8 September 2011
Julie Townsend, deputy chief executive, Brake (JT)
Richard Mason, Deputy Director, Victims and Witnesses, Ministry of Justice (RM)
Alpa Panchal, Victims and Witnesses (AP)
JT provided a summary of Brake’s support services for bereaved and seriously injured road crash victims, which are part-funded by the MoJ:
- Brake’s literature, which offers practical and procedural information as well as emotional comfort. It includes packs for families bereaved by road death handed to families by police immediately following all fatal crashes (fully funded by MoJ), plus a range of specialist literature, including books for bereaved children and serious injury victims (not MoJ funded);
- Brake’s helpline, part-funded by MoJ, which provides practical and procedural information, ‘listening-ear’ emotional support, advocacy, phone contact with other victims, referral to services provided by others (such as peer support sessions), and which can deploy locally operating support workers (not employed by Brake but who sign our code of conduct)
- Brake’s professional services sharing best practice, which includes seminars on child bereavement and seminars and training for traffic FLOs.
JT explained how Brake’s helpline is being significantly developed using MoJ funding, in terms of capacity and the range and quality of support it provides. Brake is working with ACPO to encourage police FLOs to refer to the helpline, aiming to achieve a situation where all FLOs explain the helpline and the support it provides at the same time as providing the literature – so all bereaved crash victims are automatically offered this support.
JT explained Brake is keen to hear the results of the evaluation currently underway of Victim Support’s Homicide Service, including its success in benefitting victims and costs per bereaved family. Brake notes that Victims' Commissioner Louise Casey’s report recommends that victims of culpable road death receive support that is on a par with the Homicide Service, i.e. face-to-face, professionally provided support, funded by government. Brake is therefore keen to apply lessons from the Homicide Service to its work considering how the needs of bereaved road crash victims may be comprehensively met in the future.
RM confirmed that the Homicide Service evaluation is likely to be published in November.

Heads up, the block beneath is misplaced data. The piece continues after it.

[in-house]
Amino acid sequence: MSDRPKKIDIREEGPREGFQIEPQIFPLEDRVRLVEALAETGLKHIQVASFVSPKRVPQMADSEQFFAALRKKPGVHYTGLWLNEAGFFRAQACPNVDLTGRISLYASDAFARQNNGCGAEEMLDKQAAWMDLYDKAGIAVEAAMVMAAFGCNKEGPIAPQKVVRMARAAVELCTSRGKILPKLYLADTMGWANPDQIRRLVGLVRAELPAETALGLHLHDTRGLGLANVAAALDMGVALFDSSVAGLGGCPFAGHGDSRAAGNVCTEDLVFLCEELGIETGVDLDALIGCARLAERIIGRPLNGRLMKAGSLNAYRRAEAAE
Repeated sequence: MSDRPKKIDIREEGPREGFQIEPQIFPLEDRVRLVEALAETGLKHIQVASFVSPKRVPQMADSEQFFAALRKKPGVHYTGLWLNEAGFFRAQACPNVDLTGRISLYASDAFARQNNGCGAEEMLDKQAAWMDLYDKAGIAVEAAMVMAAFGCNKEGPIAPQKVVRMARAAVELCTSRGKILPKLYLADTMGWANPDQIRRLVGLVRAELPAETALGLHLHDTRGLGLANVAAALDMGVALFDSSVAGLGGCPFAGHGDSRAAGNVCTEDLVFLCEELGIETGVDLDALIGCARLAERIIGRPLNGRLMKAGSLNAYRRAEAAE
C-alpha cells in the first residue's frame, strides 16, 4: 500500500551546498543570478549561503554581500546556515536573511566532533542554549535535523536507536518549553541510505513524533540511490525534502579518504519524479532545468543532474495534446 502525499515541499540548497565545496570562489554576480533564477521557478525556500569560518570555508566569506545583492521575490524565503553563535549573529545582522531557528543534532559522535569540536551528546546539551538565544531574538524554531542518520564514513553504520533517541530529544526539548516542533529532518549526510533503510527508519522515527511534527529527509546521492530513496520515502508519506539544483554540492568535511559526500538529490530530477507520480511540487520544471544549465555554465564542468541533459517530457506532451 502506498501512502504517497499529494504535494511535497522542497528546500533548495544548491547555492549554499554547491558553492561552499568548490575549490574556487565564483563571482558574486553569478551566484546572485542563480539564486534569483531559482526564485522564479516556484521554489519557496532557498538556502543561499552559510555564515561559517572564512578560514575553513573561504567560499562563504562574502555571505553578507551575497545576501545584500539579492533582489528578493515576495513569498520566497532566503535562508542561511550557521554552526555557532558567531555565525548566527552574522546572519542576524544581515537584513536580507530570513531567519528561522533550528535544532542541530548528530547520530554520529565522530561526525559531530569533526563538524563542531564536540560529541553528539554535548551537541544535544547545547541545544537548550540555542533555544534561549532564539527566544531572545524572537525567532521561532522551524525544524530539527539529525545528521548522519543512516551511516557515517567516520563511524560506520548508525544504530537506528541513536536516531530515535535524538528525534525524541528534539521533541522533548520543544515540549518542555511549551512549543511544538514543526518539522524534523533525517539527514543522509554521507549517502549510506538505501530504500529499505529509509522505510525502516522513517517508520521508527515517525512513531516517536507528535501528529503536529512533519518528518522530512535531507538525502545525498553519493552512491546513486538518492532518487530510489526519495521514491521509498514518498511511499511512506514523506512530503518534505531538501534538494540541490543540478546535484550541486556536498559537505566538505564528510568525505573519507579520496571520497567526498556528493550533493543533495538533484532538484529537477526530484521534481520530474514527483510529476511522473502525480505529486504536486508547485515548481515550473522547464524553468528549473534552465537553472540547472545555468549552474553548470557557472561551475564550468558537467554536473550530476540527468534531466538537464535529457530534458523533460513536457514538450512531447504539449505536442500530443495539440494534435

JT stated that Brake wholeheartedly welcomed Louise Casey’s recommendation that the gap in support for culpable road death victims be filled, and recognition that these victims suffer similarly to homicide victims.
JT outlined the difficulties created for support providers by the distinction between culpable and non-culpable road death victims, and the fact that only support for the former group can be funded by the MoJ. JT pointed out that all road death victims are considered victims of culpable road death at the start of their bereavement (since all fatal road crashes are followed by police investigation, with a presumption that a crime has occurred until shown otherwise). Although in many cases there will be a criminal prosecution (about 500 of which are successful each year), there will be many more cases (number unknown) where criminal activity has occurred yet no criminal prosecution will take place due to the person who has committed the crime being killed as a result. In other cases, where no criminal activity has occurred, it remains the case that the family will suffer terribly due to a sudden, violent, man-made death, in these cases resulting from a failure of government in providing a safe road network. Brake therefore believes that all bereaved and seriously injured road crash victims should be able to access government-funded support. But currently these latter two groups (where a crime was committed by the person killed, and where no crime was committed) are not catered for in government funding, meaning support providers could be put in a position of having to turn away victims at the point where it is established no criminal proceedings will take place – regardless of their extreme distress and support needs. Brake believes this must be addressed in the forthcoming victims strategy.
RM confirmed that there will be a full consultation on the new victims strategy towards the end of this year.
JT explained that Brake continues to be unable to establish the extent to which Victim Support is engaged in supporting road crash victims.
JT queried how the extra £500k funding for support for victims of crime (announced by Ken Clarke in July) is being allocated. AP explained that most if not all of this funding is being allocated to supporting homicide victims, including appointing five new case workers.
JT outlined some key areas of support work in relation to road crash victims that would benefit from government funding, should any be available. This includes Brake’s work in supporting bereaved children, which includes a highly acclaimed and thoroughly researched book for children and their carers. It would also be beneficial to commission research into the needs of bereaved road crash victims and how these are best met. This would be invaluable in helping us to understand how we can best (and most cost-effectively) plug the support gap.